I had truly forgotten that as she’s part of Marvel there is some funny interplay with the Avengers. SG’s texts with them and fandom (Thor! Black Widow!) are hilarious.
So here in this novel we have SG, new in town, meeting her new bff, Ana Sofia, and doing some sleuthing to find out what was up with all the bad stuff happening in town, and coming into her own as a superhero.
This was just all around terrific good fun and I sure hope they are working on more.
It’s the premise of You’ve Got Mail + involves a coconut cake and lots of food descriptions-a winning combo for me! I really enjoyed this a lot. No, there was nothing wildly unexpected or surprising about the storyline, but I enjoy a good You’ve Got Mail scenario and I especially enjoyed how this one played out.
Lou is a chef with a fledgling restaurant that is on the cusp of success. Al is newly arrived from England and is a restaurant critic (for an actual physical paper and writes often enough that it is a full time job that supports him and he goes into the office for a full day. I found all of that most surprising in the whole book!) Lou is a wonderful chef, but after discovering her revolting and smug fiance in a compromising position she’s nutty and cooks the worst meal of her life. Which of course is the night Al is dining at her restaurant. He skewers Louella’s and to say it was bad for business would be an understatement. They meet, they hit it off, and due to a “let’s never talk about work” agreement, each never knows the truth about how they are connected. Until of course it all comes crashing down, as it always does. But meanwhile… the two get to know each other as Lou shows Al around all her cherished favorite spots in Milwaukee, her beloved hometown. And she does such a good job of it, that she made me want to go visit. And eat at every place she describes. I mean, it just sounds awesome. And the food descriptions! Sometimes food writing can be a bit too much, but for the most part all the food parts just made me want to eat whatever was being described and I liked how often food showed up in it. I thought Al and Lou were also genuinely nice people (even if they are fictional) and very likable. I also really liked the timeline of this book. Lou and Al may have hit it off right away, but their relationship develops over many months, and that just seemed more realistic that many romances. Clearly this would make a WONDERFUL movie and rights have probably already been snapped up. Perhaps Amy Adams as Lou?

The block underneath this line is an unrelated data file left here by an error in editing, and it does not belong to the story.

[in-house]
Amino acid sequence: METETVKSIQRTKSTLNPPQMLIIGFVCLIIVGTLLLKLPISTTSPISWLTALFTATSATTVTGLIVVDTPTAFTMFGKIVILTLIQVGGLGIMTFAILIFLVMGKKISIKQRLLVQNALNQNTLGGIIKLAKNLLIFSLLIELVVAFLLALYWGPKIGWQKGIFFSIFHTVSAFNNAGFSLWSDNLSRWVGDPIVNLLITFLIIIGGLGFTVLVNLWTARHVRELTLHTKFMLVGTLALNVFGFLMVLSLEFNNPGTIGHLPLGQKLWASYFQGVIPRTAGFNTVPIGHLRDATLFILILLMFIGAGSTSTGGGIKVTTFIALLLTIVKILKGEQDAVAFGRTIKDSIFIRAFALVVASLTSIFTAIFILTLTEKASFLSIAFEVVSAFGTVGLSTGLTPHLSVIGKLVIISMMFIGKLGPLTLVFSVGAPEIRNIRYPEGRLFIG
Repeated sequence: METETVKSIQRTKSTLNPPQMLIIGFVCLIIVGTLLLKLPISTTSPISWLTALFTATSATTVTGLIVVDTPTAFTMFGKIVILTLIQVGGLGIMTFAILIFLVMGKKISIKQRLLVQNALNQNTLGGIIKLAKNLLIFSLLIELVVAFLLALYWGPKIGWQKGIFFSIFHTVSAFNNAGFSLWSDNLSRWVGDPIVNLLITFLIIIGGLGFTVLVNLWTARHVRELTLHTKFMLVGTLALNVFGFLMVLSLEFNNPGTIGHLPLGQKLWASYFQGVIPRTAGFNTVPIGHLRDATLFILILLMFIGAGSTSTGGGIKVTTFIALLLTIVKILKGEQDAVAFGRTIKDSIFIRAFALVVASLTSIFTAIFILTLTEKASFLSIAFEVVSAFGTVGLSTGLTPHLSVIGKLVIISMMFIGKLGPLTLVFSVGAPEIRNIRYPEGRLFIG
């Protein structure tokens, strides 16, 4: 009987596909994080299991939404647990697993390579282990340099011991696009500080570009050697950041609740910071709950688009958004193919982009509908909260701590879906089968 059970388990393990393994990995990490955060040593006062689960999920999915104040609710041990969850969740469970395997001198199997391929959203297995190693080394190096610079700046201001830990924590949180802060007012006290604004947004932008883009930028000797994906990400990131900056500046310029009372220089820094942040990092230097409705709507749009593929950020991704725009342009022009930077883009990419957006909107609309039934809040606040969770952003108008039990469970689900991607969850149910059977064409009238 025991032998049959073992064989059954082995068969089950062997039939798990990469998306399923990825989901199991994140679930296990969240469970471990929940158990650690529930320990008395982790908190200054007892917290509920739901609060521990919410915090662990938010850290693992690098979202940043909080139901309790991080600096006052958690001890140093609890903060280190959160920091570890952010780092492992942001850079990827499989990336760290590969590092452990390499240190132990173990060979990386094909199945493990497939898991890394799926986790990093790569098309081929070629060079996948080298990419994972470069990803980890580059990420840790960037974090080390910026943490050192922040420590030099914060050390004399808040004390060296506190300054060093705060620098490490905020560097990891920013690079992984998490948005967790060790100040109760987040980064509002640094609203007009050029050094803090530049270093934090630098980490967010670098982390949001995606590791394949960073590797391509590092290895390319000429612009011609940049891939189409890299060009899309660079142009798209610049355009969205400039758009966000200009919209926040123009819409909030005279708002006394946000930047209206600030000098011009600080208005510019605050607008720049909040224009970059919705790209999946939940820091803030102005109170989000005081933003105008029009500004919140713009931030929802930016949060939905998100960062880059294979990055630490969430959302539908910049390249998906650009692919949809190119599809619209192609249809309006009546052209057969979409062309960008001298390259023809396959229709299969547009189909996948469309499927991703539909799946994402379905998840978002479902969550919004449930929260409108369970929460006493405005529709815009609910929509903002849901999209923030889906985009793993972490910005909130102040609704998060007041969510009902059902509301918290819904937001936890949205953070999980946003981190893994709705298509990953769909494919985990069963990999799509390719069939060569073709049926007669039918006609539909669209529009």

In this book Day talks a lot about being “situationally famous”-that at certain places and among certain crowds she is hugely famous, but anyone out of that setting just doesn’t know who she is. So as you read this entry you either know who she is, or don’t. In a nutshell, Day is an actress/writer/producer best known for creating (and starring in) the web series The Guild, and also co-starred in Dr. Horrible’s Sing Along Blog (a Joss Whedon production), and then she headed up a big YouTube channel called Geek & Sundry. She’s known for being a big part of the gaming/geek world and HUGE in the Twitter world. Somehow I never looked at a single thing on Geek & Sundry and I kind of hate Twitter so I miss out on her there, but I was a fan of The Guild and Dr. Horrible. She runs with the Wil Wheaton/Joss Whedon crowd (and in the last season of Buffy the Vampire Slayer was one of the new slayers!) And add to that list of things she does, talented writer. Because this was a super enjoyable, engaging, funny book. I hesitate to say memoir, that term doesn’t seem right, though it is about her and it is in the Biography section, so there you have it.